Skip to main content

Uighur Update

The saga of the five Uighur's moved to Albania from Guantanamo rumbles on. The Toronto Star reported on an interview with Argita Totozani, Albania's National Commissioner for Refugees. According to the paper, Totozani said that the Albanian government did not intend to grant asylum to the men.

"Their future is not here," she said. "There is not a Uighur community (here). They don't speak any Albanian ... There is no integration possibility for them here. We realized their future is not in Albania." Totozani also suggested that the men might be resettled in Canada: "I've heard they have relatives in Canada. There is a good community in Canada for Uighurs."

The Albanian Ministry of Foreign Affairs denied that there was any plan to transfer the men, insisting that the process of granting political asylum was continuing and that the authorities were working to integrate the men into Albanian society.

According to one of the local papers, Gazeta Shqiptare, Totozani has now been sacked. In an interview with the paper she said that she had been misquoted, claiming that it was the lawyers for the five men who wanted to have them resettled in Canada.

Meanwhile, the Chinese are still trying to persuade the Albanians to send the men back to China were they are considered terrorists. According to the local papers a high level delegation from China arrived recently for a three day visit. While the case of the Uighurs was not on the official agenda it was expected to be a key issue under discussion.


Anonymous said…
gjuha e gjate e keqja e te zot'--the big mouth is the drama of the owner
ourmanintirana said…
I'm going to learn how to say this and slip it into a conversation at the earliest possible opportunity. Since I won't know what the conversation is about I won't know whether it is appropriate or not, but it is too good to pass up. Thanks.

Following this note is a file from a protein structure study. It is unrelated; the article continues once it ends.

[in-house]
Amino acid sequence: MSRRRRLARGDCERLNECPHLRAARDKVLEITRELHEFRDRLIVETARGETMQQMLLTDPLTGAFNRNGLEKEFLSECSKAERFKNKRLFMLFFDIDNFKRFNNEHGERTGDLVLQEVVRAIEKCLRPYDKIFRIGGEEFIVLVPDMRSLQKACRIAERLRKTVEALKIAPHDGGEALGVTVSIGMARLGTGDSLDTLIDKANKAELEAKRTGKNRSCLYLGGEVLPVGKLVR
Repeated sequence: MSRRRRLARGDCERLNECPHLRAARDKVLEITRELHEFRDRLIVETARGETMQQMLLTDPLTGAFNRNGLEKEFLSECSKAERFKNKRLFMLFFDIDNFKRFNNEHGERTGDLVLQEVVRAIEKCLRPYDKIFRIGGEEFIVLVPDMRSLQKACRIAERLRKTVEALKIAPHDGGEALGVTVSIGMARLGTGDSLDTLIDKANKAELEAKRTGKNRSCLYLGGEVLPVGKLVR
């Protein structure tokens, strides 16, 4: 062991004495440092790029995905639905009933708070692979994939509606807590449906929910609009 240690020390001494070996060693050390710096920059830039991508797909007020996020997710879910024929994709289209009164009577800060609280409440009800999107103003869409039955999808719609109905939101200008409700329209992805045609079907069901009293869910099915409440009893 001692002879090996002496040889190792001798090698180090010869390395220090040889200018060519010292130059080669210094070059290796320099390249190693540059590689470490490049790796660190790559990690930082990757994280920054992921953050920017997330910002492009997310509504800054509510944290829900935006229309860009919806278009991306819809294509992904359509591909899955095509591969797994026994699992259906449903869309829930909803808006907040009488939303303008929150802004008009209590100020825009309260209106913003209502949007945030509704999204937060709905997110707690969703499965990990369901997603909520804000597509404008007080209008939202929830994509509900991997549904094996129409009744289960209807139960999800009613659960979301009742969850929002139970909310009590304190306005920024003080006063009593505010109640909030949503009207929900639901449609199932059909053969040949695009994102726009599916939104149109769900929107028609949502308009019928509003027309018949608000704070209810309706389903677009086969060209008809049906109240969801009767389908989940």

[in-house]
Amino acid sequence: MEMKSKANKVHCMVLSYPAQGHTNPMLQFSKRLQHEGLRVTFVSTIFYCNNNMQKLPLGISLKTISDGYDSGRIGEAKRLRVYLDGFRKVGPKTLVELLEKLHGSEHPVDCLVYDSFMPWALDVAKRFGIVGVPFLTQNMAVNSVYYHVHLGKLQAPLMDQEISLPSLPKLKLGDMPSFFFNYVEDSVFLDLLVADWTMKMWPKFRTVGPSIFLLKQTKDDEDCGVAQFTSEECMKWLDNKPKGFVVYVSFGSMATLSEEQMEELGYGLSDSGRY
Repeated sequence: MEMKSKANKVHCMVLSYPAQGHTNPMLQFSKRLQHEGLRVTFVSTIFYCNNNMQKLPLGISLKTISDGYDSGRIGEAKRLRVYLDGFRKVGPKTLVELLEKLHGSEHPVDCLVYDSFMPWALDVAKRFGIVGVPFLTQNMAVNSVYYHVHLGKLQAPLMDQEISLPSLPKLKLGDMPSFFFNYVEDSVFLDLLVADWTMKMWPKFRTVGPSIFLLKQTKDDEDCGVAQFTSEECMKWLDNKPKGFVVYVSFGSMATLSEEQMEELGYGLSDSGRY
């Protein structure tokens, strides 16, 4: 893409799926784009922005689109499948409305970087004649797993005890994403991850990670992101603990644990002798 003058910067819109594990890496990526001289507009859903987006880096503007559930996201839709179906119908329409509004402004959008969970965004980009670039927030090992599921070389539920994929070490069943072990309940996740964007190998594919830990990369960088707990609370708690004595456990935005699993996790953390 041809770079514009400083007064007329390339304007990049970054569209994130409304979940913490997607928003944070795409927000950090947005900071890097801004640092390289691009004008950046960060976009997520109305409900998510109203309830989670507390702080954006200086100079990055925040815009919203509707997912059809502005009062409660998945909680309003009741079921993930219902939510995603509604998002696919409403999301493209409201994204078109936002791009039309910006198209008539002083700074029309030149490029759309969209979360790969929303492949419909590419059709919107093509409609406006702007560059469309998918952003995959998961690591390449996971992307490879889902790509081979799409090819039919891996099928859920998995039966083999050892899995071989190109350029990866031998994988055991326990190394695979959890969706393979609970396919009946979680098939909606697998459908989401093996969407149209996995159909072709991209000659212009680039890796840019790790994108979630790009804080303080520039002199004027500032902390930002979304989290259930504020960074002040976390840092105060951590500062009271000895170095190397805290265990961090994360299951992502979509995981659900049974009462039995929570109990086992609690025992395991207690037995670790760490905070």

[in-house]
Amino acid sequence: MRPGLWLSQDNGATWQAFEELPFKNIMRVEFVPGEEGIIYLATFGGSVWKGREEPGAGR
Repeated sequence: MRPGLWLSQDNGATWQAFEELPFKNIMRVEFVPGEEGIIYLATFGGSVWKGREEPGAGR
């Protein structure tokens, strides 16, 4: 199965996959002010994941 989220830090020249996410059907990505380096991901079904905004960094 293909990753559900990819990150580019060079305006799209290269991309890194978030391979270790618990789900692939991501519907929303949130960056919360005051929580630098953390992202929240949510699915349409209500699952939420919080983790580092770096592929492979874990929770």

Popular posts from this blog

50 Ways to Make Some Money

The death of communism in Albania brought a flourishing market economy to life just as it did across Central Europe and Russia. On the streets of Tirana people are buying and selling, trading goods and services in predictable, or sometimes novel, ways. The shops are the most obvious expression of this. The streets are lined with little stores selling almost everything you could want. Freed from the choking grip of state bureaucracy Albanians are now at liberty to buy whatever they can afford. No matter how absurd the demand, someone will create the supply. Hence the preponderance of shoe stores in this city of muddy streets and torn up footpaths. Especially outlandish is the fashion for high heeled white boots - about as impractical a style of footware as could be imagined. Dotted across the city are the market stalls, sometimes just one person selling bananas, elsewhere a whole street lined with sellers of fresh fruit and vegetables, meat, fish and spices. Those who cannot bring thei…


Welcome to Our Man in Tirana. I moved to Tirana, capital of Albania, in October 2005 and left in October 2007. This blog is a mix of photographs, reports, links, impressions and, undoubtedly, prejudices relating to the city and the country.

Since I am no longer in Tirana I am no longer updating this blog. However, there are over 300 posts covering this two year period and I hope that they are still of some interest.

So if you are curious about Albania or if you are planning to visit I hope this blog will be of value.

Petrela Castle

This is Petrela Castle near Tirana. The site has been fortified since the 4th century, but the oldest surviving parts are from the 13th century. Today the castle is a restaurant where you can enjoy lunch while taking in the views.